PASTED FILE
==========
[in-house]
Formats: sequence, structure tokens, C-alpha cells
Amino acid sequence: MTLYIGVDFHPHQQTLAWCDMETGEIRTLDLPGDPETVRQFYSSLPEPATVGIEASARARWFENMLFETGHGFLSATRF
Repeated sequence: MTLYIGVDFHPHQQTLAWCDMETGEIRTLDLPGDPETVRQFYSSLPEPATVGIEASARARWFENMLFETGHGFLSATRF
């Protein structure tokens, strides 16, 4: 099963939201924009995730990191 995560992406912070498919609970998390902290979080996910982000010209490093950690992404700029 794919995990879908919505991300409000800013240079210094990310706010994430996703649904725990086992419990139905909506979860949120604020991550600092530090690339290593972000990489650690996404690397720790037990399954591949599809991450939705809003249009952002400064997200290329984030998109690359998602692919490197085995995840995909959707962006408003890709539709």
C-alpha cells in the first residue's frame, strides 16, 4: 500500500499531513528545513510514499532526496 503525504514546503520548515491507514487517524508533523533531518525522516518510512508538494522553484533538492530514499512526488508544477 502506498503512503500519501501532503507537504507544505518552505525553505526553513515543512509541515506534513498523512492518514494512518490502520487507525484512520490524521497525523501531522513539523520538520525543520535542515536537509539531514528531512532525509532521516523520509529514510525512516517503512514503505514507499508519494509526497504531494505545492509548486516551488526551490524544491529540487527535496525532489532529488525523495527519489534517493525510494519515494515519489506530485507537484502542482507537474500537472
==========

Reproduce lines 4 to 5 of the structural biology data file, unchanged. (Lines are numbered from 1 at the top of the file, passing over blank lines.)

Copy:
Repeated sequence: MTLYIGVDFHPHQQTLAWCDMETGEIRTLDLPGDPETVRQFYSSLPEPATVGIEASARARWFENMLFETGHGFLSATRF
């Protein structure tokens, strides 16, 4: 099963939201924009995730990191 995560992406912070498919609970998390902290979080996910982000010209490093950690992404700029 794919995990879908919505991300409000800013240079210094990310706010994430996703649904725990086992419990139905909506979860949120604020991550600092530090690339290593972000990489650690996404690397720790037990399954591949599809991450939705809003249009952002400064997200290329984030998109690359998602692919490197085995995840995909959707962006408003890709539709």